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Evaluation is an Everyday Activity
Program Evaluation Discussions
Updated: 56 min 15 sec ago
Evaluation is political. I am reminded of that fact when I least expect it.
In yesterday’s AEA 365 post, I am reminded that social justice and political activity may be (probably are) linked; are probably sharing many common traits.
In that post the author lists some of the principles she used recently:
- Evaluation is a political activity.
- Knowledge is culturally, socially, and temporally contingent.
- Knowledge should be a resource of and for the people who create, hold, and share it.
- There are multiple ways of knowing (and some ways are privileged over others).
Evaluation is a trans-discipline, drawing from many many other ways of thinking. We know that politics (or anything political) is socially constructed. We know that ‘doing to’ is inadequate because ‘doing with’ and ‘doing as’ are ways of sharing knowledge. (I would strive for ‘doing as’.) We also know that there are multiple ways of knowing.
(See Belenky , Clinchy [with Belenky] , Goldberger , and Tarule, Basic Books, 1986 as one.)
(See: Gilligan , Harvard University Press, 1982; among others.)
How does evaluation, social justice, and politics relate?
What if you do not bring representation of the participant groups to the table?
If they are not asked to be at the table or for their opinion?
What if you do not ask the questions that need to be asked of that group?
To whom ARE your are your questions being addressed?
Is that equitable?
Being equitable is one aspect of social justice. There are others.
Evaluation needs to be equitable.
I will be in Atlanta next week at the American Evaluation Association conference. ‘
Maybe I’ll see you there!
Process is the “how”.
The person who was facilitating the session provided the group with clear guidelines.
The Vision statement, defined as “the desired future condition”, will happen in 2-5 years (i.e., What will change?). We defined the change occurring (i.e., in the environment, the economy, the people). The group also identified what future conditions would be possible. We would write the vision statement so that it would happen within 2-5 years, be practical, be measurable, and be realistic. OK…
And be short…because that is what vision statements are.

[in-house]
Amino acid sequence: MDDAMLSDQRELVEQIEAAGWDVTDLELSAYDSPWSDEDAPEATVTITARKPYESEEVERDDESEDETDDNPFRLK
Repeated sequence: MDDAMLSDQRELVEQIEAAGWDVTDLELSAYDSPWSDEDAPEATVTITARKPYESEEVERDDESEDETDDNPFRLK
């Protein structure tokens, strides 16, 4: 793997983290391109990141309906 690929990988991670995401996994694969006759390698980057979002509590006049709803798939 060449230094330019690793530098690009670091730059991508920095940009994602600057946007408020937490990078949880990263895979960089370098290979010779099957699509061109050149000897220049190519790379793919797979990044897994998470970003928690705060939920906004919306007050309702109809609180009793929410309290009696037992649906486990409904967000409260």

The Mission statement (once the Vision statement was written and accepted) defined “HOW” we would get to the vision statement. This reminded me of process–something that is important in evaluation. So I went to my thesaurus to find out what that source said about process. Scriven to the rescue, again.
Scriven, in his Evaluation Thesaurus, defines process as the activity that occurs “…between the input and the output, between the start and finish”. Sounds like “how” to me. Process relates to process evaluation. I suggest you read the section on process evaluation on page 277 in the above mentioned source.
Process evaluation rarely functions as the sole evaluation tool because of weak connections between “output quantity and quality”. Process evaluations will probably not generalize to other situations.
However, PROCESS evaluation “…must be looked at as part of any comprehensive evaluation, not as a substitute for inspection of outcomes…” The factors include “the legality of the process, the morality, the enjoyability, the truth of any claims involved, the implementation…, and whatever clues…” that can be provided.
Describing “how ” something is to be done is not easy. It is not output nor outcome. Process is the HOW something will be accomplished if you have specific inputs . It happens between the inputs and the outputs.
To me, the group needs to read about process evaluation in crafting the mission statement in order to get to the HOW.
Logic Model cartoons.
Data cartoons.More Cartoons
He has offered an alternative to presenting survey data. He has a wonderful cartoon for this.
He is a wonderful resource. Use him. You can contact him through his blog, fresh spectrum.